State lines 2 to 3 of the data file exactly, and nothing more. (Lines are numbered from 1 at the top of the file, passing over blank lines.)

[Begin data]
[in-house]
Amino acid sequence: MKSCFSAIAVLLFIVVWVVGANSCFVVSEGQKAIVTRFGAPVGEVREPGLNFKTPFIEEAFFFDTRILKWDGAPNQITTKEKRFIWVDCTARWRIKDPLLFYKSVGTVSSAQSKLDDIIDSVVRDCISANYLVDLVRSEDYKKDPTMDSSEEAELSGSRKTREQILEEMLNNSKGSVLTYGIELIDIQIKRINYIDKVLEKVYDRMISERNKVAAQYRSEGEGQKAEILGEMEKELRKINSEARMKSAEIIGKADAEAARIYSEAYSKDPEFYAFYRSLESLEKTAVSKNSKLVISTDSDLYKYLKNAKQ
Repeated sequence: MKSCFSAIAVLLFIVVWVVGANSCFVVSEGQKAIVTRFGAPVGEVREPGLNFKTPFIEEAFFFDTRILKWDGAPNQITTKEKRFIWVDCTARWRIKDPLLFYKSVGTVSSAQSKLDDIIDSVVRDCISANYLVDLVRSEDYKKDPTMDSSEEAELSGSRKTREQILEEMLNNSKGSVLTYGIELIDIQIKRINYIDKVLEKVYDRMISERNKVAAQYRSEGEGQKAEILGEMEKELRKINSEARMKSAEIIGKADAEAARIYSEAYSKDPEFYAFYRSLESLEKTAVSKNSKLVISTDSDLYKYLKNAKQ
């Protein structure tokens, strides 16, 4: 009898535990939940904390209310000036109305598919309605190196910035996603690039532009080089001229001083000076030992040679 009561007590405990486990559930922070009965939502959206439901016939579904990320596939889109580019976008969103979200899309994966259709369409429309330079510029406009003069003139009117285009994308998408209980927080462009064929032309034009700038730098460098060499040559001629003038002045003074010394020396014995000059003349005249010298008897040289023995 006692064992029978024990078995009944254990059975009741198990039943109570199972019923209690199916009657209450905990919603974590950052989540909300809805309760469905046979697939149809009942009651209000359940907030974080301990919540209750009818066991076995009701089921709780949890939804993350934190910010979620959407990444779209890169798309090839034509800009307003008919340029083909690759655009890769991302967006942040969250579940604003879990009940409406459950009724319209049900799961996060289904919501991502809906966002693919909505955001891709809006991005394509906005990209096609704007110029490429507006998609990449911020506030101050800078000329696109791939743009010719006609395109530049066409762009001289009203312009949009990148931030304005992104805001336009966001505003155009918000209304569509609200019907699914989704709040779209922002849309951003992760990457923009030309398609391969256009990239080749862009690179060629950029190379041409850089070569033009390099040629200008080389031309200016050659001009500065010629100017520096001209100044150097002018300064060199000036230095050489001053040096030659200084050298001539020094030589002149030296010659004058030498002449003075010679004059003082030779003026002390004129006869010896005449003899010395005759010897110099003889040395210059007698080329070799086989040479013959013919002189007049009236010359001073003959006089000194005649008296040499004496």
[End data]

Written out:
Amino acid sequence: MKSCFSAIAVLLFIVVWVVGANSCFVVSEGQKAIVTRFGAPVGEVREPGLNFKTPFIEEAFFFDTRILKWDGAPNQITTKEKRFIWVDCTARWRIKDPLLFYKSVGTVSSAQSKLDDIIDSVVRDCISANYLVDLVRSEDYKKDPTMDSSEEAELSGSRKTREQILEEMLNNSKGSVLTYGIELIDIQIKRINYIDKVLEKVYDRMISERNKVAAQYRSEGEGQKAEILGEMEKELRKINSEARMKSAEIIGKADAEAARIYSEAYSKDPEFYAFYRSLESLEKTAVSKNSKLVISTDSDLYKYLKNAKQ
Repeated sequence: MKSCFSAIAVLLFIVVWVVGANSCFVVSEGQKAIVTRFGAPVGEVREPGLNFKTPFIEEAFFFDTRILKWDGAPNQITTKEKRFIWVDCTARWRIKDPLLFYKSVGTVSSAQSKLDDIIDSVVRDCISANYLVDLVRSEDYKKDPTMDSSEEAELSGSRKTREQILEEMLNNSKGSVLTYGIELIDIQIKRINYIDKVLEKVYDRMISERNKVAAQYRSEGEGQKAEILGEMEKELRKINSEARMKSAEIIGKADAEAARIYSEAYSKDPEFYAFYRSLESLEKTAVSKNSKLVISTDSDLYKYLKNAKQ